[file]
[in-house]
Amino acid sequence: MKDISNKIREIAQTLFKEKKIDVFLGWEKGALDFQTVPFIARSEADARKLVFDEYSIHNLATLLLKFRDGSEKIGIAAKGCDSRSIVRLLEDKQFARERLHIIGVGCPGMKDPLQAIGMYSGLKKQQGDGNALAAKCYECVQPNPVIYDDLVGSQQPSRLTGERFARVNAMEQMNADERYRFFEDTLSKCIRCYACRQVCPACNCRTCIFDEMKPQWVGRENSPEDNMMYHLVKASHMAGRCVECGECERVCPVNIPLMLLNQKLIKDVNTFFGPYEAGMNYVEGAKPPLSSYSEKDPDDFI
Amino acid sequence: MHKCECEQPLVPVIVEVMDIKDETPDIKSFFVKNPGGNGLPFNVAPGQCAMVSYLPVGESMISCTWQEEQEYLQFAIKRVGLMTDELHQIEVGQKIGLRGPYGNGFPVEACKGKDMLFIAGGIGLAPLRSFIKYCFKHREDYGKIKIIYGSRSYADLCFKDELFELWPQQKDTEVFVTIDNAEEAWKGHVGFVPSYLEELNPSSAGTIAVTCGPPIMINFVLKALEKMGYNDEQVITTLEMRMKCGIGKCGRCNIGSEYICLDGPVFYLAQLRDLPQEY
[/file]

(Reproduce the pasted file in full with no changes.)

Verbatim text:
[in-house]
Amino acid sequence: MKDISNKIREIAQTLFKEKKIDVFLGWEKGALDFQTVPFIARSEADARKLVFDEYSIHNLATLLLKFRDGSEKIGIAAKGCDSRSIVRLLEDKQFARERLHIIGVGCPGMKDPLQAIGMYSGLKKQQGDGNALAAKCYECVQPNPVIYDDLVGSQQPSRLTGERFARVNAMEQMNADERYRFFEDTLSKCIRCYACRQVCPACNCRTCIFDEMKPQWVGRENSPEDNMMYHLVKASHMAGRCVECGECERVCPVNIPLMLLNQKLIKDVNTFFGPYEAGMNYVEGAKPPLSSYSEKDPDDFI
Amino acid sequence: MHKCECEQPLVPVIVEVMDIKDETPDIKSFFVKNPGGNGLPFNVAPGQCAMVSYLPVGESMISCTWQEEQEYLQFAIKRVGLMTDELHQIEVGQKIGLRGPYGNGFPVEACKGKDMLFIAGGIGLAPLRSFIKYCFKHREDYGKIKIIYGSRSYADLCFKDELFELWPQQKDTEVFVTIDNAEEAWKGHVGFVPSYLEELNPSSAGTIAVTCGPPIMINFVLKALEKMGYNDEQVITTLEMRMKCGIGKCGRCNIGSEYICLDGPVFYLAQLRDLPQEY